Whatever else may be said about Facebook, its durability has to be lauded in an era when every man and their dog is inventing start-ups. For nearly two decades, Facebook has either grown alongside, or fended off altogether, social media network after social media network. It’s hard not to respect that.
Social media networks that have failed include MySpace, Bebo, Google+ and iTunes Ping. While they promised to bring something new, if not better, to the table, they failed to make enough of an impact to beat giants like Facebook and Twitter.
With the big social media networks raking in so much cash, and dozens of imitators having fallen by the wayside, it’s natural to wonder what separates the success stories from the disasters companies would rather not talk about. So…
Why do most social media apps fail?
Aren’t social media apps a bit of a cash cow? Does it honestly take that much to entice and entertain smartphone owners?
The oversaturation of the market may be the clincher here. Sure, anyone can feasibly start a social media app, but what is it your network is bringing to the party? Why should users leave a trusted platform to join your new one? Fickle management can also play a huge role in the decay of many social media ventures.
Here are ten networks that tried and failed to topple Facebook.
FriendFeed may sound like a fake social media website used by people in a Disney Channel original movie, but it was actually a real and considerable presence during the noughties boom. Launched in 2007 by former Google employees, FriendFeed was a social-aggregating tool which used other social networks to build its own community. It would focus on the relevancy and usefulness of those sites before consolidating updates on its platform.
It was bought by Facebook in 2009 for $15 milllion cash and $32.5 million in stock. Six years later, they shut it down. In a blog post at the time, founder Benjamin Golub said: “We maintained the service since we joined Facebook in 2009, but the number of people using FriendFeed had been steadily declining and in the end, the community was just a fraction of what it once was. Given this, we decided that it was time to start winding things down.”
9. iTunes Ping
iTunes? Ping? You could be forgiven for never having been aware of this platform’s existence. Maybe that’s for the best, especially in the eyes of Apple. Described as a cross between Facebook, Twitter and iTunes, Ping was launched in 2010. The plan was to integrate social media with music fandom so users could follow their favourite musicians and bands, as well as friends, sharing all the content they took a shine to.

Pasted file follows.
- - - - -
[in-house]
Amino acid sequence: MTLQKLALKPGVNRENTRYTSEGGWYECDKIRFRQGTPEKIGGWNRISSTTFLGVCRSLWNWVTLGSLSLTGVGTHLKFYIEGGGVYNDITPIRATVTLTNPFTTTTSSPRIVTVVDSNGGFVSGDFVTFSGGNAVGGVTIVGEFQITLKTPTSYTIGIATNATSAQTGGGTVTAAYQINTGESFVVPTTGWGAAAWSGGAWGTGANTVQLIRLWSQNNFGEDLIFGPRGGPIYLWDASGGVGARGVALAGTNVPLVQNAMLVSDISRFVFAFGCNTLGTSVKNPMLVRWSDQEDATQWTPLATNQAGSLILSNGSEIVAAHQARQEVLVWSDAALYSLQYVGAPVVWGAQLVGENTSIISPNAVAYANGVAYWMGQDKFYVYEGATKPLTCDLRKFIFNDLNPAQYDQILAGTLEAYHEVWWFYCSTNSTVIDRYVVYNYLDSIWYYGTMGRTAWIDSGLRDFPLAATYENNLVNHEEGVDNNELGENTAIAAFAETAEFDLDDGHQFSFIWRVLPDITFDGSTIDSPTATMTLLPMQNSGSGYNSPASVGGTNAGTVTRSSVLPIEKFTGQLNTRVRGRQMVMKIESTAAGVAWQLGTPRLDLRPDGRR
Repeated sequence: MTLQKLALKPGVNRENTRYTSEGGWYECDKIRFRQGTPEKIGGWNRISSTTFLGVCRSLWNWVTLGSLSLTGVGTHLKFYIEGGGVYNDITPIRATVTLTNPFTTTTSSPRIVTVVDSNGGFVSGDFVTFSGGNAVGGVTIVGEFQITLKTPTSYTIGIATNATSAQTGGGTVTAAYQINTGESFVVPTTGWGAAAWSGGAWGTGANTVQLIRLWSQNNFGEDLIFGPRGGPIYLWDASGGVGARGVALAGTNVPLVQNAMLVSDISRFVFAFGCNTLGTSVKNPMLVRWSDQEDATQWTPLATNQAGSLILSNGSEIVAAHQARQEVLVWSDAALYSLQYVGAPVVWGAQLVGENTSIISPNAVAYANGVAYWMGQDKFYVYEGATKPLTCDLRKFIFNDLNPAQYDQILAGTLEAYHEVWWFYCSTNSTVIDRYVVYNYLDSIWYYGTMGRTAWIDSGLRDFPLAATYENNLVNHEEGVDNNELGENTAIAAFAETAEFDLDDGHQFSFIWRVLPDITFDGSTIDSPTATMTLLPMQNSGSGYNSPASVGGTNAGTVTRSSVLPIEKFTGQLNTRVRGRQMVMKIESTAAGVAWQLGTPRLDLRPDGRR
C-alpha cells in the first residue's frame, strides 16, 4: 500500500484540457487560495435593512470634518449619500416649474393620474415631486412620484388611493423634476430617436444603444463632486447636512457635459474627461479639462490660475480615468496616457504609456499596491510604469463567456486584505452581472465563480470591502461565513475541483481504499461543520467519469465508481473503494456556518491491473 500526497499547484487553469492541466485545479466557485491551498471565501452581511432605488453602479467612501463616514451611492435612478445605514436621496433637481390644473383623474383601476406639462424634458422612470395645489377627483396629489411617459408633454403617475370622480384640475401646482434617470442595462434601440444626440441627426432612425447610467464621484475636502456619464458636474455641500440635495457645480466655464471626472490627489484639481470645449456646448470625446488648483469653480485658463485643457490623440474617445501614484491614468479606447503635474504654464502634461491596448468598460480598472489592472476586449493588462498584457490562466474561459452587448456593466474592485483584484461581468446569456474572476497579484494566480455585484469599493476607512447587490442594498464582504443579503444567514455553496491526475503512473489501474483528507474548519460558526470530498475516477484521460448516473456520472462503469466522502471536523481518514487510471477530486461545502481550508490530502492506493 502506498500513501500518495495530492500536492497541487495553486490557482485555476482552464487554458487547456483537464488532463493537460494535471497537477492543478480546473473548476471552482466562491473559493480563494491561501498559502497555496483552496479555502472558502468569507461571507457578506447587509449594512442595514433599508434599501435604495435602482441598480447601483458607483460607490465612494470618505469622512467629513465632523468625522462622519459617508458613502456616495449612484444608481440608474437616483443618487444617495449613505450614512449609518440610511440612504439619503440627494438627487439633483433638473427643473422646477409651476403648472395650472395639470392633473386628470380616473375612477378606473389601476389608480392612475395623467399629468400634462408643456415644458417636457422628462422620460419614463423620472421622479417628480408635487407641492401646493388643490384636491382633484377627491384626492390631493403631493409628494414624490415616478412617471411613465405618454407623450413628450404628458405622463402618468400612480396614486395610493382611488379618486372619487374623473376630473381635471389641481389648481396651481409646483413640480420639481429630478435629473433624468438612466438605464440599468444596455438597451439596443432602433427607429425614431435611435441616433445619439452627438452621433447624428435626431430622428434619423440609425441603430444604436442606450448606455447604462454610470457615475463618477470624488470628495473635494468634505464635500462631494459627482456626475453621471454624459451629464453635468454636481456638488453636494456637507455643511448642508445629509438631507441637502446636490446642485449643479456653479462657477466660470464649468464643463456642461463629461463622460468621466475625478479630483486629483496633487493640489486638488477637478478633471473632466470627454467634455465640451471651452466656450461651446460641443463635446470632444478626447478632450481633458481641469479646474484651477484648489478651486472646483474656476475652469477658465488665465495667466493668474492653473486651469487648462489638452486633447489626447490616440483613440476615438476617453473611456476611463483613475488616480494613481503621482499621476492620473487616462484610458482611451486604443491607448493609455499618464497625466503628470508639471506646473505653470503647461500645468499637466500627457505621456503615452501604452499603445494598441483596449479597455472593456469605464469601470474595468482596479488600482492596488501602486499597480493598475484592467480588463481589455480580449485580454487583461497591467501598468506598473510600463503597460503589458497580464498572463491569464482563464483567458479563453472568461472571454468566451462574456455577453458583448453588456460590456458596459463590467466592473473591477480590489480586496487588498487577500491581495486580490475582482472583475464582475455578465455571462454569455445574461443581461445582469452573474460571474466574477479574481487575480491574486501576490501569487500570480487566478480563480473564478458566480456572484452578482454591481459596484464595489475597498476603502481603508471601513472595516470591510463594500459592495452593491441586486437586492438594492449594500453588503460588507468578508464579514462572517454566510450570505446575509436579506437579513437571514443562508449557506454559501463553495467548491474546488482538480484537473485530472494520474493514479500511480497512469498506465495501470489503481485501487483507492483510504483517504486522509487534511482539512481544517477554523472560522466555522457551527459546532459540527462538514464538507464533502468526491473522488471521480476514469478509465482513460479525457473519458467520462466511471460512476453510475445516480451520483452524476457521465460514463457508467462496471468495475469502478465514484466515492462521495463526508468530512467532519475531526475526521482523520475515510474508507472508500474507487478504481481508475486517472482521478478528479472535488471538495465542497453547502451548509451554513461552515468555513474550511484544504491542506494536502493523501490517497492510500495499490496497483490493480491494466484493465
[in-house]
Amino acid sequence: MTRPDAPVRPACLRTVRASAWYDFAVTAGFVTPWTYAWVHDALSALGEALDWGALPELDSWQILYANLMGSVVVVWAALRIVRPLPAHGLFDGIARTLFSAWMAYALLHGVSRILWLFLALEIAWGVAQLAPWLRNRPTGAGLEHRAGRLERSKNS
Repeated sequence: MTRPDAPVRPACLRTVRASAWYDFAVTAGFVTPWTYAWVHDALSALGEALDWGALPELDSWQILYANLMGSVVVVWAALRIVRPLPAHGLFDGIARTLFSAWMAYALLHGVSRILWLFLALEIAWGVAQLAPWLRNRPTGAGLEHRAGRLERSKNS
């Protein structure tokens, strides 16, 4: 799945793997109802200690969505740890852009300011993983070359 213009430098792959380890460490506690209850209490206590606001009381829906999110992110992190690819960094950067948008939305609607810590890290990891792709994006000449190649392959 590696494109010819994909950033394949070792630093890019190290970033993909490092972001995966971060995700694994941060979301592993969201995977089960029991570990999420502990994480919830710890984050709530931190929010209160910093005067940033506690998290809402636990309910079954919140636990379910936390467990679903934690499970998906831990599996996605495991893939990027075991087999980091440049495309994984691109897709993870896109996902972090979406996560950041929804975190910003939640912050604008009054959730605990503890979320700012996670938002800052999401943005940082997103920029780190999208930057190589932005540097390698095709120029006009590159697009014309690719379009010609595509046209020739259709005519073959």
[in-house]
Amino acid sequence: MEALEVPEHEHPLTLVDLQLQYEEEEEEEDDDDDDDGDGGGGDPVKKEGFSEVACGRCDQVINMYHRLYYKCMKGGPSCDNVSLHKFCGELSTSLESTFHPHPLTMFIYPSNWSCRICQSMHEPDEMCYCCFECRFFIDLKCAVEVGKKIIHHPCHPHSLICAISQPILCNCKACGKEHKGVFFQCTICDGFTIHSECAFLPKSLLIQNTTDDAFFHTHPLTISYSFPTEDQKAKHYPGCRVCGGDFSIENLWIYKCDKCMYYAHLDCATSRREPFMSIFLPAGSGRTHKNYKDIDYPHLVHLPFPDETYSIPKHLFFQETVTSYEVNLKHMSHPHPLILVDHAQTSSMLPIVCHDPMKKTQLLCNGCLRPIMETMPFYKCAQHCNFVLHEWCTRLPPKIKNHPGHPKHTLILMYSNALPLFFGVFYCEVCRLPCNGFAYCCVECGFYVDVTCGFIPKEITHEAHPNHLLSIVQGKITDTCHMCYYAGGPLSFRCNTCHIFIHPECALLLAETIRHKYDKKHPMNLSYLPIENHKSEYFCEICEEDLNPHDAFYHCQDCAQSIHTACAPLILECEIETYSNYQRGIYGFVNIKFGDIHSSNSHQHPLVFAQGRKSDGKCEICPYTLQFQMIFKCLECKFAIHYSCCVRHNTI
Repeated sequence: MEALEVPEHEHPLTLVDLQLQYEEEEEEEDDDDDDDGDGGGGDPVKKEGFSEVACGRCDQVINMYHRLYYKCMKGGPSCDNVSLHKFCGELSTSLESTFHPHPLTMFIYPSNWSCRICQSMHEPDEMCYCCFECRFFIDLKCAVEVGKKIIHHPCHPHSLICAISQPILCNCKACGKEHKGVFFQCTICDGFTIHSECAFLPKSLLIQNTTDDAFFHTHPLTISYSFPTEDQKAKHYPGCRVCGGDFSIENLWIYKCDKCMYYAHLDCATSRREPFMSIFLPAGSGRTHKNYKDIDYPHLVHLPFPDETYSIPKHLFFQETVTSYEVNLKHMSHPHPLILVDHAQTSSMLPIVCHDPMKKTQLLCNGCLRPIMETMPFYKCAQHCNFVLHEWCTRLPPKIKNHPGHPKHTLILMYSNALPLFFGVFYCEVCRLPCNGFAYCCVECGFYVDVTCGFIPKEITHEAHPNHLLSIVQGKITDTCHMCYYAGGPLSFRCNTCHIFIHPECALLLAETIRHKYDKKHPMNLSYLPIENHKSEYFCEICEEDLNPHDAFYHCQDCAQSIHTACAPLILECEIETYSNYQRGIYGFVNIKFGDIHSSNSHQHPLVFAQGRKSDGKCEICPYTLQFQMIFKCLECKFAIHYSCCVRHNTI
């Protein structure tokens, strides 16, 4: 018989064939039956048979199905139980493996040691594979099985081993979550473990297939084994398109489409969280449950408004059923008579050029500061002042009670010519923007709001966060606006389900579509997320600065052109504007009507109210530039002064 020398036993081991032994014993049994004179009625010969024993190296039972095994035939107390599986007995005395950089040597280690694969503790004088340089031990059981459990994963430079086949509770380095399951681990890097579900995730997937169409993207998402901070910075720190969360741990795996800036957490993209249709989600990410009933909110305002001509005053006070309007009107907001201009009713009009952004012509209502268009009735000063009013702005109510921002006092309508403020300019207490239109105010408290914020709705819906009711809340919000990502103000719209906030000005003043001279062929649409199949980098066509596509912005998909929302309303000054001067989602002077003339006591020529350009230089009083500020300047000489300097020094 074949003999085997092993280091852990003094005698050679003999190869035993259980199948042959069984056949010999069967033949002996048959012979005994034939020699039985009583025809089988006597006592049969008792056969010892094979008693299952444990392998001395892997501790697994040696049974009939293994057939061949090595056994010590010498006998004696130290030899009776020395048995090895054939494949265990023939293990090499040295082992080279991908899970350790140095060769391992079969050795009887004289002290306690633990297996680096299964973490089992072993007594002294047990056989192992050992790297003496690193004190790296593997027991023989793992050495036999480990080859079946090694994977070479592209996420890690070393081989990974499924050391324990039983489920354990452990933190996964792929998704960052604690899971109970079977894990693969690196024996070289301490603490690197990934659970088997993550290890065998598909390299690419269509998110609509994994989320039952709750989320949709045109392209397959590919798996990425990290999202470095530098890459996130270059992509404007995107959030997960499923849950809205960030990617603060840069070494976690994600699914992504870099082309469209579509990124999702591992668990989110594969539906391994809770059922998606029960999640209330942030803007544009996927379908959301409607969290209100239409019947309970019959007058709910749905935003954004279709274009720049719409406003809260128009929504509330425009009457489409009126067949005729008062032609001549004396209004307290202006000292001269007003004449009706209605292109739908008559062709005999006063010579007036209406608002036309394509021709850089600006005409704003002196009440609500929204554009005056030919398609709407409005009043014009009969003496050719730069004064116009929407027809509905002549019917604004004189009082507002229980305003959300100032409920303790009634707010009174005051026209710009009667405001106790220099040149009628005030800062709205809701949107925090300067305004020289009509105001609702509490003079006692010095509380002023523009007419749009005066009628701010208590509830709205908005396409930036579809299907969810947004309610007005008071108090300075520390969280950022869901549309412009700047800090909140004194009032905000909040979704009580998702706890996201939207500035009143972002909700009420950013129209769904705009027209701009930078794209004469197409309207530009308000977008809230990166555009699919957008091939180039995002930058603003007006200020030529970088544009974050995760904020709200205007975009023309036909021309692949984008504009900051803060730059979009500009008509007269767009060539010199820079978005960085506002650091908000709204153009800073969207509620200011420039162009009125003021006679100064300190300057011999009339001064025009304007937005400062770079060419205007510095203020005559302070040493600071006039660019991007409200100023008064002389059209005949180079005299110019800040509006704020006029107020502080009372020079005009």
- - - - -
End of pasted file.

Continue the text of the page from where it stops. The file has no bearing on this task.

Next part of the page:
It looked like an obvious next-step replacement for the declining MySpace, which was lauded for its contributions to independent music. Chris Martin and Lady Gaga promoted its launch but in the long run, it didn’t cut the mustard. In a rare miss for Apple, Ping ended up closing in 2012. “We tried Ping,” Apple Ceo Tim Cook later said, “And I think the customer voted and said ‘This isn’t something that I want to put a lot of energy into.'”
You might not have heard of Meerkat but its influence is crystal clear. Without it, there’s a good chance livestreaming wouldn’t have become as big a thing as it has across Facebook and Instagram.
This video sharing platform, created by Ben Rubin, was weeks into its March 2016 release when Twitter cut off its access to its social graph and announced the acquisition of rival app Periscope. By October 2016, it had been removed from the App Store and Play Store and Meerkat was no more. Rubin replaced the app with Houseparty, which enjoyed great success at the turn of the COVID-19 pandemic but has similarly declined in popularity.
7. Yik Yak
Yik Yak was a big, big dog. At its peak, it was worth $400 million. An anonymous messaging app, it raised more than $70 million in venture capital after its 2014 launch. There was just one problem: young adults and anonymous messaging are notorious bed-fellows. Soon, the app gave way to all the usual cyber-bullying, including even bomb threats.
As a result, Yik Yak had to slowly abandon its USP – first by making usernames mandatory and then profile photos. Its reputation and value dropped before it could even celebrate its first birthday and, in early 2017, Yik Yak bit the dust. It returned to the App Store in 2021 but faced similar problems in mere weeks with Oklahoma Christian University banning the app from its campus after multiple instances of cyber bullying.